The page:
My husband is having an affair - can we still save our marriage? | Agony Aunt
Dear Fiona: I have just learned that my husband has been having an affair for the past eight years.
We’ve been together since we were at college, and I thought we were a happy, close family.
We have a good home and have been generally OK for money, as we’ve both worked. We also have two great sons, both now left home but living nearby, and a great circle of friends.
All of which now seems to be threatened – and I am angry, confused and upset. I also feel betrayed.
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However, the thought that we stand to lose all of this if things fall apart has made me decide I want him to stay.
He says he is willing to stay with me, even though he loves the other woman. It seems she has family commitments too that she is not prepared to leave.
I am struggling to hold it together, especially as I know that he is still seeing her. I tried Relate counselling but it just became too expensive. I am reading all the self-help books I can find, but nothing seems to make this any easier. Then, last month, he announced he was giving up his job.
I have no idea why he has done this, and it leaves me as the only breadwinner – pressure I can do without, as I struggle to make ends meet. I can’t shake the idea that he’s only stopped working so he can be with her more.
How can I ever trust his again? Do you think our marriage can survive like this?
FIONA SAYS: CAN YOU ACCEPT THINGS AS THEY ARE?
I applaud your willingness to try to make this marriage work, but if your husband has stopped working simply to spend more time with this other woman, I struggle to see how it can survive.
In effect, you will be subsidising him to continue his affair, and the damage this will do to your self-esteem over time will be huge. And you will need tremendous support.
My go-to source of help in this situation would be Relate, but as you are already struggling to make ends meet, I can understand why this may not be for you.
Relate does offer subsidised counselling for low-income households, and free counselling for those eligible.
All of these options may worth exploring, and could hopefully enable you to get the emotional and practical support you are going to need. If not, your GP may be able to refer you for counselling, though waiting lists are likely to be long.
However, even with this level of support, I am not optimistic that you can make this arrangement work.
Your husband has betrayed you deeply, for an extended period, and as far you know continues to do so.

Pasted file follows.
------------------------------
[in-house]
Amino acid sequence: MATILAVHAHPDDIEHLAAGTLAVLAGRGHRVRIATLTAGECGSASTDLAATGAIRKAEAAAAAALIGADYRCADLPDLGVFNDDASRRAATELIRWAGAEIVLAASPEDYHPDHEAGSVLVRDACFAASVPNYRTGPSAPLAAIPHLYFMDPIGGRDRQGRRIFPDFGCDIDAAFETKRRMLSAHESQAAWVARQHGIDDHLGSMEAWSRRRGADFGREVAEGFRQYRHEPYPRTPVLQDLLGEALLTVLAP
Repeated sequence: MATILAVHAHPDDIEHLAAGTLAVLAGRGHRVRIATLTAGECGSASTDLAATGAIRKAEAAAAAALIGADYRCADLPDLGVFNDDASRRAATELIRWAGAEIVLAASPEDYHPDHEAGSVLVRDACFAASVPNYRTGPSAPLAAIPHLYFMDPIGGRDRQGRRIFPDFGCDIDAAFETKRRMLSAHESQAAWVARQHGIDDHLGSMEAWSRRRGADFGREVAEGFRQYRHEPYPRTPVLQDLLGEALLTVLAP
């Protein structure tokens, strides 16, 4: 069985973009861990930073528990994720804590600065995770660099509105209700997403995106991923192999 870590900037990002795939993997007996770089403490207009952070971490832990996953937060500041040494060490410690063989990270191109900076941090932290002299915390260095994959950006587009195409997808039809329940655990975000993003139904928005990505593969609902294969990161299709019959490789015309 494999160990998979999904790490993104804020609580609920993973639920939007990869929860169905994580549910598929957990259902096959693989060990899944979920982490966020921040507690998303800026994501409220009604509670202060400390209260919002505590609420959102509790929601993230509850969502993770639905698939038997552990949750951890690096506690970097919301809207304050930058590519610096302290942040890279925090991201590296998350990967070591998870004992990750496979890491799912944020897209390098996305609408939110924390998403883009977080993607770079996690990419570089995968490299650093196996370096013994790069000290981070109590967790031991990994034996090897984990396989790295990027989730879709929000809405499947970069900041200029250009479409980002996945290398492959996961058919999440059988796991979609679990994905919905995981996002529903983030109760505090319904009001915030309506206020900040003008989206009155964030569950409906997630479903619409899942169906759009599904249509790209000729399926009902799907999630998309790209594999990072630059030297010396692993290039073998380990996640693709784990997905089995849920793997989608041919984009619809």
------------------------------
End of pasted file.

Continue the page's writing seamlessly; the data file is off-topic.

Over time, this knowledge and lack of trust will wear you down, and only you can decide how long you are prepared to accept this. At some point, probably not too far off, I fear you will have to issue an ultimatum: me or her – not both.
Dear Fiona: Over the past year, I have come to suspect that my husband of 25 years is having an affair.
I’ve got no real proof of this and have not spoken to him about it. However, I can’t stop thinking about it and it’s making me miserable.
To cope, I started binge-eating cakes, chocolates, and any ice cream I could get my hands on. My weight has ballooned by over two stone. Now I feel even worse because all I’ve done is made myself even less attractive, and therefore more likely to drive him into the arms of someone else.
I have started a diet, but I may as well not bother because I ignore it at every opportunity, especially when I am alone. I am desperate to stop eating but can’t. Please help.
FIONA SAYS: YOU NEED TO TACKLE THE ROOT CAUSE
Forget the diet for the moment. You won’t resolve the over-eating until you confront what’s driving the underlying depression, which would seem to be anxiety about your marriage.
Your husband may or may not be having an affair, but you simply won’t know unless you talk to him.
Try to explain that something feels wrong in your relationship and it’s making you miserable. Then encourage him to talk. You need to identify whatever potential rift exists before it gets any bigger.
Hopefully, this may simply be an issue of a lack of communication, not uncommon in long marriages.
Perhaps relationship counselling could be helpful. Please contact Relate (relate.org.uk). Readers in Scotland can contact relationships-scotland.org.uk.